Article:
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Everything posted by clarkspeed

  1. Yep, put R compound tires on any car and it suddenly becomes a race car. Other than that, poly bushings all around, decent street shocks, and all fresh brake components with a track friendly pad/shoes. Good alignment. That would get you started.
  2. As long as the tight side stays tight, no problem.
  3. All good advice here. On the race car I had a combination of about 1/8" adjustment slot on the cross member, the big 1"+ TTT strut spacers, stock LCA, modified tie rods with 5/8" rod ends, and I reamed out the steering knuckle to fit a Pinto style 5/8" bumpsteer adjustment bolt. The tapers are cheap from Speedway Motors and ;you can get the pin and shim kits from any circle track store. The pin was a little long for my 16" 4.5" backspace wheels, but a little grinding did the trick. I made the tie rods out of tubing, 5/8 threaded tube end, and cutting the inner few inches off a stock tie r
  4. Jon, that is not fair. You beat me to the post with a better drawing!
  5. Please send the royalty payments to my paypal account. The answer to the camber question is it depends. If you are running a high roll center then technically it would pull out some camber that might be noticed. If your control arms are closer to parallel, then not so much. A 1/4" is not so much movement and most (all?) people who would attempt this already have some form of camber adjustment device to compensate. If you slant the slot to raise inner pivot and increase camber, you will end up with a nice roll center location, increased camber, and very poor bump steer curve. Every
  6. If you want to minimize bump steer and are not bound by rules, a small 1/4" vertical slot, not slanted, in the cross member (combined with strut spacer if you have lowered the car) is usually all you need. Quick and easy adjustments. And it doesn't take a $150 gauge to get in the ball park. I use what amounts to 2 square pieces of wood connected with a piano hinge. I place weights on it to keep it from moving on the floor. The free side leans against a wheel with what amounts to 2 nails resting on the wheel outer shell about center height. Adjust it until you get both nails touching equa
  7. Hey, I only said a "little" different. Point being you can get parts from China manufactured to any quality level you desire. But a crank manufactured to the standards of Sichuan Andes may not meet your expectations and shipped in a box packed full of risks. I have not experienced any bait and hook tactics with my suppliers. But again my products have detailed specifications. It is also a long path to qualification so suppliers that invest into that dont want to lose out due to quality problems.
  8. Oh and the original subject, if Scat or Callies, or other reputable supplier put their name on it and stand behind the quality, then made in China is no big deal, maybe even better. But I don't think I would buy anything off Ali Baba with unknown quality standards.
  9. I would say my observations are a little different. All of the OEM gas turbine manufacturers have significant Chinese content. Things have changed drastically there in the last 10 years. For the most part, materials, processes, and quality are on par with anyone else in the world, but you have to commit considerable resources to get it. Well defined specs are necessary. And companies like GE assign their engineers to stay there and work the technical problems. Like anywhere, there are good companies and bad ones, and definetly more risk of IP and trade secret loss. The suppliers I manage there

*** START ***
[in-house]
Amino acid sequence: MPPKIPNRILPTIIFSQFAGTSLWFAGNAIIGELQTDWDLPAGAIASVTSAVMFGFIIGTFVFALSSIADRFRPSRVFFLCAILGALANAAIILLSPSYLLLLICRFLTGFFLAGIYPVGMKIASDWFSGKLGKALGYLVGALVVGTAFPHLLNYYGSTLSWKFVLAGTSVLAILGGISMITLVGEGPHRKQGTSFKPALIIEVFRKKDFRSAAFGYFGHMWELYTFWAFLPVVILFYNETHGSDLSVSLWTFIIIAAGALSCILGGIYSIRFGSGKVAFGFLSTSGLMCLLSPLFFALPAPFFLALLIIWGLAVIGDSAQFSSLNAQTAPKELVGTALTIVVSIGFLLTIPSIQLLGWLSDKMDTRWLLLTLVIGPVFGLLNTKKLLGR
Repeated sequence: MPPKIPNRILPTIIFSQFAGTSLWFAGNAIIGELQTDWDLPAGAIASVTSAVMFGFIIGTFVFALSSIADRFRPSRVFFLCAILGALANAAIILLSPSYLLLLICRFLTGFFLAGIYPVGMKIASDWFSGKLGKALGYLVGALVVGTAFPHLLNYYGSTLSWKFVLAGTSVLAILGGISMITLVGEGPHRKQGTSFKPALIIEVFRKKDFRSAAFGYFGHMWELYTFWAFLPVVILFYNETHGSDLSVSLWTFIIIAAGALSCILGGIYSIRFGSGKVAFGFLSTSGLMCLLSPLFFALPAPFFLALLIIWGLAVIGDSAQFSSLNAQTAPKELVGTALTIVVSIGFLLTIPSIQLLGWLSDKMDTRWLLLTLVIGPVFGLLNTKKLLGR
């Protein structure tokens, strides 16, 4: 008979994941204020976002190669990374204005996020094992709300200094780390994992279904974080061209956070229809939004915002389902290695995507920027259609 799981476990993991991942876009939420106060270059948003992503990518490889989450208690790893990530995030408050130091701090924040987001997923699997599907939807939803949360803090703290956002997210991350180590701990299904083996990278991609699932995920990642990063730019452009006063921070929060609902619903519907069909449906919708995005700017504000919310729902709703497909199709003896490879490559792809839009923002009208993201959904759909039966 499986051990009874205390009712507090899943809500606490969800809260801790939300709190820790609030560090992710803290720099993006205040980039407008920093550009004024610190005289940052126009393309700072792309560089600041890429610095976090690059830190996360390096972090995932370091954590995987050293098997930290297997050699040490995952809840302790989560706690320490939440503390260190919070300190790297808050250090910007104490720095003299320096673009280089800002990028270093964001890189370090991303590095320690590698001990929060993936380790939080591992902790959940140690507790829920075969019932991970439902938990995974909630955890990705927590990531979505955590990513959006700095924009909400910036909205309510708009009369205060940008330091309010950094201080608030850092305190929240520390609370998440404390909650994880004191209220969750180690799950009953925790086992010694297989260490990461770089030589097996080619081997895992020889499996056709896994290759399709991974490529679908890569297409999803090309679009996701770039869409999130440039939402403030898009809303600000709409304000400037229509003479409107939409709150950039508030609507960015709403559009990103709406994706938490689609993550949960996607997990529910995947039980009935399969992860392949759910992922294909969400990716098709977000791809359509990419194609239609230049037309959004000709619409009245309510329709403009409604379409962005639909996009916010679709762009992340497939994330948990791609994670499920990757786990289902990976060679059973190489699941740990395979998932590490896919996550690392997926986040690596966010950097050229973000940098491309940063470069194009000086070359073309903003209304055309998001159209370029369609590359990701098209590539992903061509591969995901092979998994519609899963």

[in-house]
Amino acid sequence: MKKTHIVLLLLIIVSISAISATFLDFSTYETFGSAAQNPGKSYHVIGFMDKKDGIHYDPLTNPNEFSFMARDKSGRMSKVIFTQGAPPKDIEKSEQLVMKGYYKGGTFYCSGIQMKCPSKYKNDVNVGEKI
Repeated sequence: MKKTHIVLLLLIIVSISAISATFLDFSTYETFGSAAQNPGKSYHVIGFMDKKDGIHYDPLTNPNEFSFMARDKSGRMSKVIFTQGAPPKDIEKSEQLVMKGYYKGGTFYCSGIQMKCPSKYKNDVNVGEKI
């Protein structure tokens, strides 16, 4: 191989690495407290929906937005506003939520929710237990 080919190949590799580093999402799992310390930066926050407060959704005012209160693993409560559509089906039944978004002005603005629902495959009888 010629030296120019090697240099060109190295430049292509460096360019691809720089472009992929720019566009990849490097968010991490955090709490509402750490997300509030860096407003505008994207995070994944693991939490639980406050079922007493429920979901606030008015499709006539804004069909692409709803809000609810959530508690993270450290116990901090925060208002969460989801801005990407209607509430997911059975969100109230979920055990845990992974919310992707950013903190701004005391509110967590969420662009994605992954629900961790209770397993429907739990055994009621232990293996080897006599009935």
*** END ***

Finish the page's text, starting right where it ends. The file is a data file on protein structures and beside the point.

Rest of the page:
10. "Made in China" is in no way a label for crap. You would be amazed at what OEM manufacturers export from China whith the highest grades of alloys and precision manufacturing capability. It's all in the specifications and what quality you desire. On the other hand, if the part was not designed by a reputable company with robust quality control, then you may well be buying crap no matter what the country of origin is. And yes, you usually get what you pay for.
  11. Little tip. I installed a pair of tie down rings in the outer nutplates just behind the seats. You can easily reach under the car blind and hook on tie down straps in the trailer and allows the rear straps to run parallel.
  12. Curious why you would be selling those.
  13. Tragic indeed. Did not know John personally, but I can attest he was one of the few truly knowledgeable, helpful, and insightful contributors to this forum. Not many people "get it", but John did. A great great loss for the Hybrid community. I took for granted that his response was always there, with just a few hours delay, for so many years.
  14. Wish they would do some 3.3, 3.1, and 4.3 R&P sets
  15. I tried to lower the best I could on the car I am building now. I used a different steering rack mounted slightly lower and dropped the engine until there was less than 1/4 inch clearance to oil pan. I dont think I gained much. I also moved the engine about 1" to passenger side for weight distribution.
  16. That is interesting. Have any pictures of your pan?
  17. I finally got around to dragging it down. It may have less clearance than a stock pan! The "sump" is a 4"wide tray that runs the length of the pan on the drivers side. It measures about 3" from block to lowest point.
  18. Derek, I definetly see a Bill Coffey garage party award in your future.
  19. I have an ARE pan on the shelf. I could take some measurements if you want.
  20. Bilsteins are bulletproof. I can't blow them, and even if I did Bilstein will rebuild for $80 and valve any way I want.
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